1) apo S. aureus pI258 CadC with structural α5-Zn(II) ions shaded yellow (1U2W pdb code);255
2) E. coli Cu(I)-sensor CueR with regulatory Cu(I) ions in red (1Q05);34
3) M. tuberculosis Cu(I)-sensor CsoR with regulatory Cu(I) ions shaded red (2HH7);244
4) S. aureus BlaI as a model for Enterococcus CopY (1SD4);320
5) TetR-Tc-Mg DNA complex structure as model for S. pneumonia SczA (3CDL);398
6) apo B. subtilis PerR with structural Zn(II) ions in yellow (2FE3);331
7) B. subtilis MntR with MnA/MnC binuclear cluster ions in green 2F5F);352
8 )Ni(II)-bound E. coli NikR-nik operator DNA complex with high affinity Ni(II) ions shown in green and regulatory K+ ions in purple (2HZV);362
9) B. subtilis OhrR-DNA complex (1Z9C);390
10) Molybdate sensor ModE with molybdate shaded green (1O71).
In general, metal sensor proteins that control metal uptake all bind metal ions as co-repressors, exactly analogous to the well-studied bacterial Trp repressor that controls tryptophan biosynthetic genes in a Trp-dependent manner; in other words, metal binding causes the repression of the genes that allow for metal ion uptake. Contrarily, metal sensor proteins that regulate efflux and/or intracellular storage function via a transcriptional derepression or activation mechanism. In the vast majority of cases, metal binding causes the binding affinity of the sensor protein for its specific DNA operator sequence to decrease substantially and likely dissociate; this, in turn, exposes the promoter, the DNA binding site for RNA polymerase, permitting initiation of transcription. In much that same way, lactose and lactose analogs modulate the affinity of the lactose repressor, LacI, for operator DNA (Section 3.1.3). Transcriptional activation by MerR regulators occurs via a DNA distortion or “underwinding” mechanism (Section 3.2.2), while other activators, e.g., OxyR (Section 3.8.1), appear to undergo multimerization and make direct protein-protein contacts with RNA polymerase to enhance the initiation of transcription.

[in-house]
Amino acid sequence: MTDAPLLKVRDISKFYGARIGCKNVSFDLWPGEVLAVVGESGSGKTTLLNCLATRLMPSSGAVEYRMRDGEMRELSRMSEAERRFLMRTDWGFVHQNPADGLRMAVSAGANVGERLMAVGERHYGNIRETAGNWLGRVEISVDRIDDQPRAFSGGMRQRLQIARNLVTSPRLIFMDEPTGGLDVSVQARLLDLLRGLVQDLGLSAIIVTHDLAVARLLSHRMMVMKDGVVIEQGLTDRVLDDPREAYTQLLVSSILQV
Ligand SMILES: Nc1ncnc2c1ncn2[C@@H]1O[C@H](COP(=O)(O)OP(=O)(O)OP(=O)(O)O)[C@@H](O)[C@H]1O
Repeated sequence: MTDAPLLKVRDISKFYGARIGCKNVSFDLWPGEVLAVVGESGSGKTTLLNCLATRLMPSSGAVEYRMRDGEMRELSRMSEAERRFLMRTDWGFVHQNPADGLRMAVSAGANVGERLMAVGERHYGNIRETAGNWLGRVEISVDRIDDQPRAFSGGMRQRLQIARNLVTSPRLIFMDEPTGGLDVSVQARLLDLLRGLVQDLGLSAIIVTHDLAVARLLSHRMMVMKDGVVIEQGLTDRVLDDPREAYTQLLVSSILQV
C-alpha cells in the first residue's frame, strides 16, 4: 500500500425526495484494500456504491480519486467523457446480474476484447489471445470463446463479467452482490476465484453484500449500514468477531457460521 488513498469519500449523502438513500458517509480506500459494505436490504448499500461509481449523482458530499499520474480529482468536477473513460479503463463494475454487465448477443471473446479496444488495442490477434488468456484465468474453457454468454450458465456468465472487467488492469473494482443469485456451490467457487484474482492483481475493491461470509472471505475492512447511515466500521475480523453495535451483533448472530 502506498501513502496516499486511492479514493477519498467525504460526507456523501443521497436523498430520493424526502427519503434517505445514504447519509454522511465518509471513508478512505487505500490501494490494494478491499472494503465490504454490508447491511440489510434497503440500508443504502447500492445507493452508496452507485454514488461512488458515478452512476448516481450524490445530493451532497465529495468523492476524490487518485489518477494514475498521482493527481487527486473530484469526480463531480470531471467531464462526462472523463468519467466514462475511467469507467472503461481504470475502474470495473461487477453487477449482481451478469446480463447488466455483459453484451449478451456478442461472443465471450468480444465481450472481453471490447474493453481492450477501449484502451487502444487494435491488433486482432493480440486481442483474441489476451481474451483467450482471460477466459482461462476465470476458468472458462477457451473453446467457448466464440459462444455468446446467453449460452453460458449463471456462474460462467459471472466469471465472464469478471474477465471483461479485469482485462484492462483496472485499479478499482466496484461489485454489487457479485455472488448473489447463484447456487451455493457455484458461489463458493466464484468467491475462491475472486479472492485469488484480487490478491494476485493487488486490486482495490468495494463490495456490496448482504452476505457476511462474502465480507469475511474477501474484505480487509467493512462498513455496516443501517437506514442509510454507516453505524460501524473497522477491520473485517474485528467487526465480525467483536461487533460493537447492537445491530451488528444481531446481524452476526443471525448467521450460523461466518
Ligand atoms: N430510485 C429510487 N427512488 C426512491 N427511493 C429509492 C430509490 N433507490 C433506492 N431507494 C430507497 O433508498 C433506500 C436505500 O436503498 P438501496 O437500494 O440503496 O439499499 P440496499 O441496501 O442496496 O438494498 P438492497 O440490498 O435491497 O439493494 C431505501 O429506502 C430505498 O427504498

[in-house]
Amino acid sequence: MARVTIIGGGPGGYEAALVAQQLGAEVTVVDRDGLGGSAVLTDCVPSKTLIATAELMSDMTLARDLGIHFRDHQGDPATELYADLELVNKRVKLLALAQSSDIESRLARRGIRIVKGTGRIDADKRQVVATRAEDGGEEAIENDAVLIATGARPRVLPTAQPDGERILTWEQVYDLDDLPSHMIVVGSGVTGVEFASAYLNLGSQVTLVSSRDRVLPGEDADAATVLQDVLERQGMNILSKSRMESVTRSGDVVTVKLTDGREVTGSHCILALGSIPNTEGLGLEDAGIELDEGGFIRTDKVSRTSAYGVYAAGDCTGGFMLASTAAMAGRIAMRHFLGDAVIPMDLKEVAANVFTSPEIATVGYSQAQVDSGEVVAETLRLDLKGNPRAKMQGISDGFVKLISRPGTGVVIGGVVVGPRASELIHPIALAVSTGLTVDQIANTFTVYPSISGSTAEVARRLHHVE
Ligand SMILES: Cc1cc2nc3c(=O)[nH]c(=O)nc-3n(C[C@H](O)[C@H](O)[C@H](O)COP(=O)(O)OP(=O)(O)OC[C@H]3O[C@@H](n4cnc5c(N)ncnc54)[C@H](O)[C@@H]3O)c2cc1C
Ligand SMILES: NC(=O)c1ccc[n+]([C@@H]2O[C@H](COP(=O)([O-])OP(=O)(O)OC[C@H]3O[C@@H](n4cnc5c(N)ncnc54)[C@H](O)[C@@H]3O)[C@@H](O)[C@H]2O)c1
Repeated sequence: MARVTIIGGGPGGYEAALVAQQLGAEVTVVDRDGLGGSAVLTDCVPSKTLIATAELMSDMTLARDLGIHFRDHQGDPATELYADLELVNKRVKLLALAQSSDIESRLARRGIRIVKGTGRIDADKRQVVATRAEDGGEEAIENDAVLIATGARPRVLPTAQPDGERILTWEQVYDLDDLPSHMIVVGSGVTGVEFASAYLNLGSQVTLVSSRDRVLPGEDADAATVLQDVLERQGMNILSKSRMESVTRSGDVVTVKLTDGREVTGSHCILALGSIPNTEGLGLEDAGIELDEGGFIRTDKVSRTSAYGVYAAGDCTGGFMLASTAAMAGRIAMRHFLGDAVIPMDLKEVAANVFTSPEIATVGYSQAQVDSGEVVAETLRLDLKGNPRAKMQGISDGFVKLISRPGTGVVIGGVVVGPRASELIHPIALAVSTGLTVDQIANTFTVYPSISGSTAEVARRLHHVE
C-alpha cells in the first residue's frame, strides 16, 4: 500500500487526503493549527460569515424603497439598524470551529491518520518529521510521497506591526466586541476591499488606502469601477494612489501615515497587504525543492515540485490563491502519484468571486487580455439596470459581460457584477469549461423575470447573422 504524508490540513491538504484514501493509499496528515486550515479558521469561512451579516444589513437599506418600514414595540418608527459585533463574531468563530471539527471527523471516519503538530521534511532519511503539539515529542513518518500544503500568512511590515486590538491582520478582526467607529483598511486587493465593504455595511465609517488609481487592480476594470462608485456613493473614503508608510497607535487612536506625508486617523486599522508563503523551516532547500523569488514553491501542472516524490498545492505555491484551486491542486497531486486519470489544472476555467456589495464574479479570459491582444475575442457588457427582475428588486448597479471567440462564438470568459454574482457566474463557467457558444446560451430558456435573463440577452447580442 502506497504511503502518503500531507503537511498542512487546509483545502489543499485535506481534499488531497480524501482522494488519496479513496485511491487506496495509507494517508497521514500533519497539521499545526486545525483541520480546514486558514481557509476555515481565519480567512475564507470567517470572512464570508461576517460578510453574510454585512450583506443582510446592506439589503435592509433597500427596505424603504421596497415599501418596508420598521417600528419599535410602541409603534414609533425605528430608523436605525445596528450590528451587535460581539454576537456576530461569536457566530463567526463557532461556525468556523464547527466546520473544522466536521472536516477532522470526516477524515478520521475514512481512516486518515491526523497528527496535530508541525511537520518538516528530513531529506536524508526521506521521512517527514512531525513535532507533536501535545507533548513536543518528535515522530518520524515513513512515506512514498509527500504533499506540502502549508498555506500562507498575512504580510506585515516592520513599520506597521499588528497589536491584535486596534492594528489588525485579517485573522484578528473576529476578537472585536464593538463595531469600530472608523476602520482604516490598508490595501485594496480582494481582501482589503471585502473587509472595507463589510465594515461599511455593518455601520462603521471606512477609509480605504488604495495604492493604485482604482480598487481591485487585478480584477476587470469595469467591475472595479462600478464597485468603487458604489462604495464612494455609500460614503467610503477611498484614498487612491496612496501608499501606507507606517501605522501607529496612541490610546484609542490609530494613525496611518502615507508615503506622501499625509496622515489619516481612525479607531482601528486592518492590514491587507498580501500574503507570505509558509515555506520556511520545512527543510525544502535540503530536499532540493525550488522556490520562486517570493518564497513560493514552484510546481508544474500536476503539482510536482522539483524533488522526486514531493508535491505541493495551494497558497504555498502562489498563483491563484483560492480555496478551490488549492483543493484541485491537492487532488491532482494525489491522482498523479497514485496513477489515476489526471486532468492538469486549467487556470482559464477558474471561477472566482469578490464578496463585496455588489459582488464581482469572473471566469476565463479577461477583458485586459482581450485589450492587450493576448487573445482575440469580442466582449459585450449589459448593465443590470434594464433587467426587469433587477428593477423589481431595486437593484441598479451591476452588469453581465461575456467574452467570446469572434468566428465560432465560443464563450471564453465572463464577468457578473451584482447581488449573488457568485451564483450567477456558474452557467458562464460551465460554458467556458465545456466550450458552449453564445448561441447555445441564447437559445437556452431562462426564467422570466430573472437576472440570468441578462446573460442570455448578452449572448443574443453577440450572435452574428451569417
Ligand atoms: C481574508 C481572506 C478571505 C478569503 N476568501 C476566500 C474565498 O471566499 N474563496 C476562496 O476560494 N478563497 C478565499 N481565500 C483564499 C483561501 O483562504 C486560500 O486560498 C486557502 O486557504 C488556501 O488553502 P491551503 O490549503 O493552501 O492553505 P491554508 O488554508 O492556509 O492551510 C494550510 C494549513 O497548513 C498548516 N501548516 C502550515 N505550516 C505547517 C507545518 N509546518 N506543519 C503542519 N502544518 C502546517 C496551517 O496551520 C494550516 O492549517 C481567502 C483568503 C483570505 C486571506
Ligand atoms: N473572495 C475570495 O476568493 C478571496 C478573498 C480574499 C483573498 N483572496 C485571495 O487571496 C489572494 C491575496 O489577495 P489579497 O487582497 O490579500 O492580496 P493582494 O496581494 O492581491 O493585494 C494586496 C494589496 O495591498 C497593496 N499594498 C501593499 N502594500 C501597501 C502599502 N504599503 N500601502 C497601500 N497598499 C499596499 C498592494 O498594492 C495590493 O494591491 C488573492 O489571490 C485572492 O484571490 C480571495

Figure 2 summarizes the structural and functional properties of ten families of structurally distinguishable regulatory proteins, each of which has at least one known or projected member that senses metals directly. This summary is striking for a number of reasons. First, metal sensor proteins are related orthologs of other transcriptional regulatory proteins that control gene expression by binding small organic molecules, from lipophilic antimicrobial agents to intermediary metabolites to amino acids, rather than metal ions. In other words, there is nothing intrinsically unique about the global structures and mechanisms of action of metal sensor proteins relative to other ligand-regulated transcriptional switches, except in the evolution of “ligand” binding sites that optimize metal-specific coordination chemistry to effect specificity of the biological response (Section 3 below).
Sodium. Its Role in Metabolism 1
Na+ ( sodium ) is found in a wide range of concentrations in the natural environment. It ranges from micromolar to molar and living organisms occur throughout this range.4 In a function that is absolutely essential for survival,
both prokaryotic and eukaryotic cells exhibit homeostatic mechanisms that maintain constant but relatively low internal concentrations of Na+.
Sodium in biology
Sodium is an essential element for all animals and some plants. In humans, sodium is an essential mineral that regulates blood volume, blood pressure, osmotic equilibrium and pH
Possible Role of Copper and Sodium Prebiotic Evolution of Peptides
Sodium chloride and copper ions can be assumed to have been ubiquitously present, as indicated by precambrian "green zones" containing malachite and azurite (basic carbonates), and in accordance with the assumption that precambrian oceans acted as accumulators of divalent ions. At the cell membrane, the interface with the external environment, generation of ion gradients depends on ATP-driven pumps, which typically transport Na1 rather than protons. H1 gradients across the cell membrane are typically generated by secondary transporters that convert the Na1 gradient into a H1 gradient via Na1/H1 antiporters. In contrast, in bacteria, the ion pumps responsible for primary energy production are themselves located in the cell membrane. In many cases, these pumps generate proton gradients, and it is the Na1 gradient that is secondary and produced by Na1/H1 antiporters. However, some bacteria are able to generate the Na1 gradient directly using the several different mechanisms.
1. Binding, Transport and Storage of Metal Ions in Biological Cells, page 32